The sheer size of the task ahead of the Government in trying to measure and contain Covid-19 in New Zealand was demonstrated yesterday with the announcement that National would create a Christchurch Earthquake Recovery type plan to manage it.

The party is proposing a stand-alone Government agency to manage Covid.

However, it is not going as far as proposing the creation of a stand-alone permanent border agency covering not just health but all border issues.

Ironically, the recent state sector reform legislation passed into law four weeks ago provides for precisely what National appears to want.

It allows the creation of “interdepartmental ventures” that will “allow resources to be brought together into a single distinct entity that will be able to hold assets, employ staff, enter into contracts, and administer appropriations just as a public service department does.”

National’s policy does not acknowledge this but instead talks about establishing “a single Crown Agency to unify the Government response to securing our border.”

In contrast to the inter-departmental ventures, which are temporary structures, the agency, Te Korowai Whakamaru, will be a permanent addition to the Wellington bureaucracy.

New Zealand First is also proposing a permanent border force with its own enforcement staff which would be permanent and would bring together all the agencies operating at the border.

There is already a multi-agency Integrated Targeting and Operations Centre, known as ITOC based in Auckland.

Customs officers working in the ITOC provide national coordination of operational activity, and identify and target risks to the border, here and overseas.


They work alongside colleagues from other agencies including the New Zealand Police, Ministry for Primary Industries, Ministry of Health, and Immigration New Zealand.

But it does not have a health management function.

National are proposing that their Border Protection Agency co-ordinate and manage the potential entry of Covid 19 “and other public health threats.”

National Leader Judith Collins said the agency would report to a single minister.

“Korowai Whakamaru will not replace the current ministry or department but would draw on resources across government,” she said.

.“The agency will scale up and down as streets emerge and abate, staff, working on the border will be seconded into the agency, trained by the agency and responsible to the agency.”

National’s policy proposal has obviously been driven by the difficulties that the Ministry of Health and its Public Health units have got into over delivering the Government’s testing strategy on the border and in managed isolation and quarantine facilities.

Health Minister Chris Hipkins said yesterday that Cabinet had made decisions about what its testing expectations were.

“We have been working with the Director-General of Health and the health system to implement that.

“It is the implementation that has been happening in waves, and it’s been scaling up.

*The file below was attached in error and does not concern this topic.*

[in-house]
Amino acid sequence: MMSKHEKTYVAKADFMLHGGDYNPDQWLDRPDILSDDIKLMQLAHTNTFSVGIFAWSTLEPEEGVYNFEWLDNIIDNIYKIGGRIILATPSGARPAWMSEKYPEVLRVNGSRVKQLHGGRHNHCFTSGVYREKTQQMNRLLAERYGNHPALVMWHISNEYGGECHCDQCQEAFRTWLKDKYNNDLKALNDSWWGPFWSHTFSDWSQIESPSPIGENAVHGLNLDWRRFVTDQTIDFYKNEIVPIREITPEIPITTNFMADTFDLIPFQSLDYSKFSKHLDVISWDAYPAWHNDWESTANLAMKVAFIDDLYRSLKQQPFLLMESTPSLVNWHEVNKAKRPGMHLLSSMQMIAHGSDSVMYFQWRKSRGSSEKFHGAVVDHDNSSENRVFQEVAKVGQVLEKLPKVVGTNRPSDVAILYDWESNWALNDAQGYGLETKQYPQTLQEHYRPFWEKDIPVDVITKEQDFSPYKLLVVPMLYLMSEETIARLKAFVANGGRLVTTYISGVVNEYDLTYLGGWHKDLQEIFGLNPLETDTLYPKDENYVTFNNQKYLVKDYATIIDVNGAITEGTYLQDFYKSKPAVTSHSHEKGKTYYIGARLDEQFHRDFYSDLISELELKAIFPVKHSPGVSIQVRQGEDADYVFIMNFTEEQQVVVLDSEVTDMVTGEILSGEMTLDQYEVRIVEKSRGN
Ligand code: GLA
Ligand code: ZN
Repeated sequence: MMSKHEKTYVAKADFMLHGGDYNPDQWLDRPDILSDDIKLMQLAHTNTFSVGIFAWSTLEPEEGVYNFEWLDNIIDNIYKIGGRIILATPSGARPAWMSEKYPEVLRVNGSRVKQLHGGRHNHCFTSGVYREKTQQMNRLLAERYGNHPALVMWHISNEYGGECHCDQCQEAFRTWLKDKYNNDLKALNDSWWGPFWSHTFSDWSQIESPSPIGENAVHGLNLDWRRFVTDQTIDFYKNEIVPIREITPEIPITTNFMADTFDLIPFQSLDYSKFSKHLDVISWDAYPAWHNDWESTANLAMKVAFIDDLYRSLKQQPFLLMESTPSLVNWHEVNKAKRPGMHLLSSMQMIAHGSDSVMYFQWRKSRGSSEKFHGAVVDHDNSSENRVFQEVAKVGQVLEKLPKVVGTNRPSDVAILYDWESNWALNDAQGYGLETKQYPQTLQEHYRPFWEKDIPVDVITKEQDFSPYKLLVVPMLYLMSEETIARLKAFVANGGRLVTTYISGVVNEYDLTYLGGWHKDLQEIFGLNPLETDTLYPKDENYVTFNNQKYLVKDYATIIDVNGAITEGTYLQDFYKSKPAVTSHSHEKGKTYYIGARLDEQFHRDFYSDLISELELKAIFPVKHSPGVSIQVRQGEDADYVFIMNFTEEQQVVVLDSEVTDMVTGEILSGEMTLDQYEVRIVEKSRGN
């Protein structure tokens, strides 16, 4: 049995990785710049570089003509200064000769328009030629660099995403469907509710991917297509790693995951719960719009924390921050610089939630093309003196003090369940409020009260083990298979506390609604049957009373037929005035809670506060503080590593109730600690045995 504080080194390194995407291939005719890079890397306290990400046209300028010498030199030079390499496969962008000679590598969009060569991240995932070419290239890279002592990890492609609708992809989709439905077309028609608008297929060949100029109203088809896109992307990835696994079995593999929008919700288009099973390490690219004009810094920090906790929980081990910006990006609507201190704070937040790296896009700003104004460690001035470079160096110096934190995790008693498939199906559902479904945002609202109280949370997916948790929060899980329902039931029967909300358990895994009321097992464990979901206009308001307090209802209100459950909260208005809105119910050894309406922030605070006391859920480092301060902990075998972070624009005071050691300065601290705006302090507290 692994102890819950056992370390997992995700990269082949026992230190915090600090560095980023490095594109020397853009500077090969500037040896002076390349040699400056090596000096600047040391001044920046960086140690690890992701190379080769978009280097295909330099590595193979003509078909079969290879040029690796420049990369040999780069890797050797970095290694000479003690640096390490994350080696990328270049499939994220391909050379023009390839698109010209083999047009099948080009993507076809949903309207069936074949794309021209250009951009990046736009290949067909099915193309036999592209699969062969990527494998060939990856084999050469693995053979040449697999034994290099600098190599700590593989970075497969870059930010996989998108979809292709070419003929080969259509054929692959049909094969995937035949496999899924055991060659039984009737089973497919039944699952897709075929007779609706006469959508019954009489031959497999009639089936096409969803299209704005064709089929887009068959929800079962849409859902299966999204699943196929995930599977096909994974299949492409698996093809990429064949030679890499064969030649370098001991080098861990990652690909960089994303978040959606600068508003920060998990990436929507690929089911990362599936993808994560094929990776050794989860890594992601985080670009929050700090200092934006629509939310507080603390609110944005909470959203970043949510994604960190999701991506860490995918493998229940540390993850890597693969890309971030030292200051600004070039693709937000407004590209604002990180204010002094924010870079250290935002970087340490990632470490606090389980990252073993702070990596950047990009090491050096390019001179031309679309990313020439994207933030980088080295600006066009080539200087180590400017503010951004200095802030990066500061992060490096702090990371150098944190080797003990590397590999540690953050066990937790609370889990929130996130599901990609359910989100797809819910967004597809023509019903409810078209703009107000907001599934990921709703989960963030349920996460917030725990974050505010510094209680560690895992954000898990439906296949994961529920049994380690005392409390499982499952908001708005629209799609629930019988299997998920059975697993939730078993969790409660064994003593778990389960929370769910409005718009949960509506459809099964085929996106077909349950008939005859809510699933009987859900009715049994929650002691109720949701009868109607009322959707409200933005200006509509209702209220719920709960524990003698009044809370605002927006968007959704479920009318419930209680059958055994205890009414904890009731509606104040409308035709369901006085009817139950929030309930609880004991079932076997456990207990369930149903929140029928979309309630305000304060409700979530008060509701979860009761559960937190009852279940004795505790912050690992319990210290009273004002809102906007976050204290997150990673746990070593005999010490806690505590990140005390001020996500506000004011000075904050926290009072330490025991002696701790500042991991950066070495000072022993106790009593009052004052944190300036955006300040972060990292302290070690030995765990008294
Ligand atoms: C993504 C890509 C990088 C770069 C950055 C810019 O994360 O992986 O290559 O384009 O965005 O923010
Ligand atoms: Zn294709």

“Would we have liked it to have been faster?

“I think both of us have said we would have liked it to have been faster.”

So why wasn’t it implemented faster?

Bloomfield repeated his claims from Wednesday that rolling out the testing was a complex matter involving a large number of workers and testing sites.

Coordination between the Ministry and District Health Boards, in particular, appears to have been a problem.

“And it required a degree of coordination between the health system, including the district health boards, making an increasing number of teams available to do that, whilst not compromising any other very important testing both in the community and the day three, day 12 testing of the guests (in the managed isolation and quarantine facilities),” he said.

“As the minister said, we were in the process of rolling it out.

“There was testing being done, and of course, it just required more scale-up and more coordination across government agencies to ensure that all the staff who required testing were being rotated through.

“And that’s the planning we are doing now so that it’s sustainable.”

But where National’s plan may create more complications is that testing does not take place only at the border or in isolation and quarantine facilities; there is also testing in the community.

Bloomfield has said this is particularly important at the moment as Cabinet is to meet today to decide the future of the current lockdowns.

Hipkins said the Cabinet would be relying on information right up to an hour before the Cabinet sat down.

 “We’ll see what more advice comes in overnight,” he said.

Bloomfield, whose advice will be critical, said a key factor would be the level of testing done outside Auckland.

That will give us a very good picture about whether there has been spread beyond Auckland,” he said.

“The way I think about it is the extent to which we are confident we have found the boundaries of the current outbreak and in a sense, through our contact tracing, been able to draw the net tightly around it.

“So those are critical pieces of information.

“What the other piece of information that we have to report to Cabinet is that are we confident in our lab capacity and our contact tracing capacity.

“And both of those are in good shape.”

But what is clear is that comprehensive ongoing testing is going to be with us for some time yet — but does it need a new agency to run it.